I've been lucky that the weather has generally been nice and I've been able to spend the majority of my day outside. On the days that I have been confined to the caravan I get very restless and bored and don't quite know what to do with myself. I can sit outside on the decking here and watch the world go by, listening to the birds in the trees and watching people along the cycle path that borders the cabbage field. It's also been a big boost to see Dean and Helen pottering around and dropping by with fresh eggs from the chickens or just checking that I'm ok. There's also Fran and Liam, a young Welsh couple who live in the cottage behind the caravan and they're often out in their garden which I have to walk through to get to the van so we have a chat every now and then. They've been very kind to me, Fran dropping off some chocolate muffins that she'd baked and Liam with a homemade sausage and bean pasty both of which were very well received! The best surprise was hearing a shout outside the van one evening and opening the door to see a foil covered plate and Fran saying that they'd made a Sunday roast and thought I might like one. I thanked her profusely and then had a bit of a dilemma as I'd already eaten my dinner that night. The pig within won the battle as no sensible notion of keeping it and reheating it for the next day even entered my mind as I was intoxicated by the smell. Luckily I had my stretchy pants on so I sat down, took a deep breath and polished off my second dinner of the day. It's gestures like this that mean a lot and I'm pleased to see that it's happening worldwide as people are helping neighbours and others less fortunate than themselves in their local community, it really is heartwarming. Without an oven to repay the favour with baked goods and with Easter approaching I decided I'd get them each an Easter egg. Unfortunately I could only find a packet of smaller eggs but then I had the grand idea of creating an Easter egg hunt as a bit of a laugh and as something different for them to do. It was a bit of a gamble as I didn't know whether they'd like it but on Easter Sunday at 7am I was creeping around hiding eggs with clues before I went out for my bike ride. I returned in the rain to find Fran out hunting and she was so excited. I think Liam was more interested in the chocolate than the clues but it made me smile to know that they had enjoyed it.  Needless to say later in the day another Sunday roast turned up on the step of the caravan!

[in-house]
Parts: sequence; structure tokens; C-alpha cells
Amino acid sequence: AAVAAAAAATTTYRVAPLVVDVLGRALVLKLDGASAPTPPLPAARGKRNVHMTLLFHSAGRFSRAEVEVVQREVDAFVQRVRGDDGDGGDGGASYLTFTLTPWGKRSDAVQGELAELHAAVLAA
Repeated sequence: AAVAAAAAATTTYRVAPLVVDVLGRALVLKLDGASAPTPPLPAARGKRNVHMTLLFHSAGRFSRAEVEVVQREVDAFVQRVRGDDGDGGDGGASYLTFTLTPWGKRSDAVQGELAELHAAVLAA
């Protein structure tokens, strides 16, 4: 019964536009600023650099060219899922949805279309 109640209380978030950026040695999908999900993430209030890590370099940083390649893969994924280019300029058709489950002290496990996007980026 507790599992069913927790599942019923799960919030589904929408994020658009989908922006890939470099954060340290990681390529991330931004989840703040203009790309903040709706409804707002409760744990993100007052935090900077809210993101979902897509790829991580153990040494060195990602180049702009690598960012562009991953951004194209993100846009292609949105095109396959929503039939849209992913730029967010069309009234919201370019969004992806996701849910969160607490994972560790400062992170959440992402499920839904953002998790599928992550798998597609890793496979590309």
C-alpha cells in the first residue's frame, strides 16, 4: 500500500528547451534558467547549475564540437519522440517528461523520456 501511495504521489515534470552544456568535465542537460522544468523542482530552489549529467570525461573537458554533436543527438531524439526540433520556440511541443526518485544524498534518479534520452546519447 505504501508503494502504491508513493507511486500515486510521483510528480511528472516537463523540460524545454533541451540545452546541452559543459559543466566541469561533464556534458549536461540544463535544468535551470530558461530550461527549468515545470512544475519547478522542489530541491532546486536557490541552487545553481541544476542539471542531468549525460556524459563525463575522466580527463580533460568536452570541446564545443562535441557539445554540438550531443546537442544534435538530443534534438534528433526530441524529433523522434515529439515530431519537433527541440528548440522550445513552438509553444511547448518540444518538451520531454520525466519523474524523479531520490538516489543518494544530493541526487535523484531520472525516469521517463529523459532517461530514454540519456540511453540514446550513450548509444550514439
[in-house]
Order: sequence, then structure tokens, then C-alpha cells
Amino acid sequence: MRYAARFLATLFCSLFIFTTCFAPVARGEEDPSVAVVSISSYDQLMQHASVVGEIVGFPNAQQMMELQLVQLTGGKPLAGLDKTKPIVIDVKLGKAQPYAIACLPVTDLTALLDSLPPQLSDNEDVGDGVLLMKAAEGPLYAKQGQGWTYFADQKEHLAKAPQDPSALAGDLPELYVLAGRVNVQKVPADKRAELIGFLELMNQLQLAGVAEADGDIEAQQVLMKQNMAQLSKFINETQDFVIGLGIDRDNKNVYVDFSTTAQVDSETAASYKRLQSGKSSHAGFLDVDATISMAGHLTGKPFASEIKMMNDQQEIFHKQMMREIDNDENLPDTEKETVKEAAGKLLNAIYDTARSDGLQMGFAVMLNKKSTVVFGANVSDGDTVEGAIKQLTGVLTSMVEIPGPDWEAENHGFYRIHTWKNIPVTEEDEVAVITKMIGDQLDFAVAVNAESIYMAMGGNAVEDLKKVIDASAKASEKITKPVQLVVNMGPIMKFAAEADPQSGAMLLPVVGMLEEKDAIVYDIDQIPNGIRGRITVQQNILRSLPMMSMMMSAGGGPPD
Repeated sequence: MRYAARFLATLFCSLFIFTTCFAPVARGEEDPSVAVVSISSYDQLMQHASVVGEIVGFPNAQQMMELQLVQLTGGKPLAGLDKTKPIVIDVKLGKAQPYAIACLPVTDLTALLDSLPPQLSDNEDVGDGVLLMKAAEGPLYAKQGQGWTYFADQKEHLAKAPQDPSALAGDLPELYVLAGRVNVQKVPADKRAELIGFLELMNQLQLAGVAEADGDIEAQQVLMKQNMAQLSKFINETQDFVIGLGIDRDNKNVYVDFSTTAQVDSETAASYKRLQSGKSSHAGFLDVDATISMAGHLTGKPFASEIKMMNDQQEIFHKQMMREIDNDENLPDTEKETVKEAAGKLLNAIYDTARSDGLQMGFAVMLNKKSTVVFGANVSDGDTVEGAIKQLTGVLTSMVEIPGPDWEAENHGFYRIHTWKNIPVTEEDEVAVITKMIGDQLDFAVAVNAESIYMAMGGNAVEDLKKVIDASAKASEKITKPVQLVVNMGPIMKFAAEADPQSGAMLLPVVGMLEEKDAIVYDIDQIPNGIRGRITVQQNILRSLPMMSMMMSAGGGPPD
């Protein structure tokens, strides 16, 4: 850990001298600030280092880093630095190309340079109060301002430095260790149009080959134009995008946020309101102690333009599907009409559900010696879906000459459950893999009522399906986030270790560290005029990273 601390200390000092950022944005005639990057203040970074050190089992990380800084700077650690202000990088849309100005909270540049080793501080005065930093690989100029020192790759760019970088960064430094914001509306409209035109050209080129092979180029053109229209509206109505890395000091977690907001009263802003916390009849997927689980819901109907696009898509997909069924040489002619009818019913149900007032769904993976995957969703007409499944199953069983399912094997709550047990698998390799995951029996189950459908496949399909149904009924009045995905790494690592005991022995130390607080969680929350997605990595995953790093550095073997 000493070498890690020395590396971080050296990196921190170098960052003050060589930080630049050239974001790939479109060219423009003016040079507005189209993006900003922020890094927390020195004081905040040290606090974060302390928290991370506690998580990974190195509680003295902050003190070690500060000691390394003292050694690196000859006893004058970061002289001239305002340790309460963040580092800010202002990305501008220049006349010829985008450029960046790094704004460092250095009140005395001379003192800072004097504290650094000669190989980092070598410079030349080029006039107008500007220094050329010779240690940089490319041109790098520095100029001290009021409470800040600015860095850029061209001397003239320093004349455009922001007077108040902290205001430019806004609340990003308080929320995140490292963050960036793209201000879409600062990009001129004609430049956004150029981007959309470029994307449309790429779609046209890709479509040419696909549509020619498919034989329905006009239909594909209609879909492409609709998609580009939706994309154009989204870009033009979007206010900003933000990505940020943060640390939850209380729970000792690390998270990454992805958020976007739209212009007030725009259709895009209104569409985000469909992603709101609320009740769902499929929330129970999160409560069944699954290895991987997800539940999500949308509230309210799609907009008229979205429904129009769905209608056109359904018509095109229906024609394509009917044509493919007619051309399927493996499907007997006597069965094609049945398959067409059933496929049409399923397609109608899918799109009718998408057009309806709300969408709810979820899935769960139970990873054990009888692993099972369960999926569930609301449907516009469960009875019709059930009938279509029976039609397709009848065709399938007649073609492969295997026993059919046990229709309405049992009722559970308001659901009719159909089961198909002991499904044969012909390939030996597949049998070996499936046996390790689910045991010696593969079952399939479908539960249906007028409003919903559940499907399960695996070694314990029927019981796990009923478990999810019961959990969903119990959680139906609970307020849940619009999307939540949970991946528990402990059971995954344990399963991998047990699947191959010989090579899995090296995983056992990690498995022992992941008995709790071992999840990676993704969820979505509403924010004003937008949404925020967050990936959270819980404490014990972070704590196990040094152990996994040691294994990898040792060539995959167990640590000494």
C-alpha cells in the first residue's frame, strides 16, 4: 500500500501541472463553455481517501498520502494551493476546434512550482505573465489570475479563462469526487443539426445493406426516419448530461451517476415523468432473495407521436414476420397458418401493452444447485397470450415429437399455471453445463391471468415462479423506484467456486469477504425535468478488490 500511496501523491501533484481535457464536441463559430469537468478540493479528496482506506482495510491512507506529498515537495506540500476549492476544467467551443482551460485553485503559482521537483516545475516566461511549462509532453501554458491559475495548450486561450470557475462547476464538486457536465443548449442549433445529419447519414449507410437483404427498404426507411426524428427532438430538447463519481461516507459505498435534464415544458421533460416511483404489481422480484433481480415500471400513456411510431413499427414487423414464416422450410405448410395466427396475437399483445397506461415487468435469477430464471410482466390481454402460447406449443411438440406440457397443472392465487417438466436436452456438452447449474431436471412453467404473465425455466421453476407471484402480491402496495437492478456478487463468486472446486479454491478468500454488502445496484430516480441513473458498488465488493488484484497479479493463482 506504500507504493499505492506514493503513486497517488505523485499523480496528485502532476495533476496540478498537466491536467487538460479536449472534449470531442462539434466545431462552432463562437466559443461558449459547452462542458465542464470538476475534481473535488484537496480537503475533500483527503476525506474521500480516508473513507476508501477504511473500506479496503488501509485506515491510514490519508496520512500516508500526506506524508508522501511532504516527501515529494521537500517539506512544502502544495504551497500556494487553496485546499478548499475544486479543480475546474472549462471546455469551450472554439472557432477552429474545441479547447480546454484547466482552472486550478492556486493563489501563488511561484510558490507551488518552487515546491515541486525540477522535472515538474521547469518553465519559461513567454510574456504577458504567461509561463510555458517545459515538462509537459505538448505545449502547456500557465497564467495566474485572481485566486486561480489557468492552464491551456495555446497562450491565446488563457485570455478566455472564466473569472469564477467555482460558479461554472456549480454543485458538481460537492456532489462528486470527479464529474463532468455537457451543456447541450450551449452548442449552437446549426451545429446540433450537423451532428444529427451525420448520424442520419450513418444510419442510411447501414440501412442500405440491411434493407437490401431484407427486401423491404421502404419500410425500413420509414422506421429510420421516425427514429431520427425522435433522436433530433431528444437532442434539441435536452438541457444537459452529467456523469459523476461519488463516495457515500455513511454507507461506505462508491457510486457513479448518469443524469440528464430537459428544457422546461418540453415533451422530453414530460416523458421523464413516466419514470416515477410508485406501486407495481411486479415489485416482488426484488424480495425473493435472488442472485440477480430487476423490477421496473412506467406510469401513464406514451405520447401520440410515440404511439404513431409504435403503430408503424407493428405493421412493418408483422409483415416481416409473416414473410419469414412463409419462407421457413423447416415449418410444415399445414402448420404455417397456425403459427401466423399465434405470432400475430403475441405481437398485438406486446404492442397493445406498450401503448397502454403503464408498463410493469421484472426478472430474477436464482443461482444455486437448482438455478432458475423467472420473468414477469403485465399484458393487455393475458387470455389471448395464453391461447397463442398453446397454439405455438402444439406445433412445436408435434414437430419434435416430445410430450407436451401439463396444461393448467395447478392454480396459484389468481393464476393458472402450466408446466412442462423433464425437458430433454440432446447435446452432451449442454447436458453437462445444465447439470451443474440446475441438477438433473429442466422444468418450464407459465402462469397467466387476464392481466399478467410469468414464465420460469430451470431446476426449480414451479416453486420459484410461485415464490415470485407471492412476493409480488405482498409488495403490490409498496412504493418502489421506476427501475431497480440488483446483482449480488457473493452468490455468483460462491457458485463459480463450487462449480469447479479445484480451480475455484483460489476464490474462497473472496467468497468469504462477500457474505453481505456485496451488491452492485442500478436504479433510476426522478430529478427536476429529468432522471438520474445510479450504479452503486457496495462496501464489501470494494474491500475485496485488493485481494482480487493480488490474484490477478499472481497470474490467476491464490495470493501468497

Mmmmmmm

One of the best and worst things about lockdown has been food. Able to carry only limited supplies when on the road cycling, I was suddenly able to buy anything that I could cook on a stovetop and more of it. I think my first week in lockdown was spent in a daze of sugar and bloatedness at overeating and savouring every morsel. It's a slippery slope for me though as I seem to have a rather unhealthy relationship with food, particularly chocolate and biscuits. It's an all or nothing relationship and I've found it increasingly difficult as the weeks have progressed. Buying food that is supposed to last the week, I've gotten back to the caravan and then eaten my way through the biscuits and crisps on the first day. I then get annoyed at myself for being so weak willed and have sweet cravings that fruit alone won't satisfy. It reminds me of my bad relationship with alcohol, if it was in the house then I would drink it and then I'd simply go out and buy more and more until I woke up the next day hungover. Thankfully I managed to quit drinking and haven't had any alcohol for two years, three months and seventeen days now but I do see parallels in the way I've been eating food and I'm not really sure of how to fix it as it's not just a lockdown thing, it's been an ongoing issue since I stopped drinking - probably just fixing one problem with a slightly less severe problem. It's not all bad though as I've enjoyed having lots of variety in my diet now and haven't touched a packet of Uncle Ben's rice since I arrived, haha!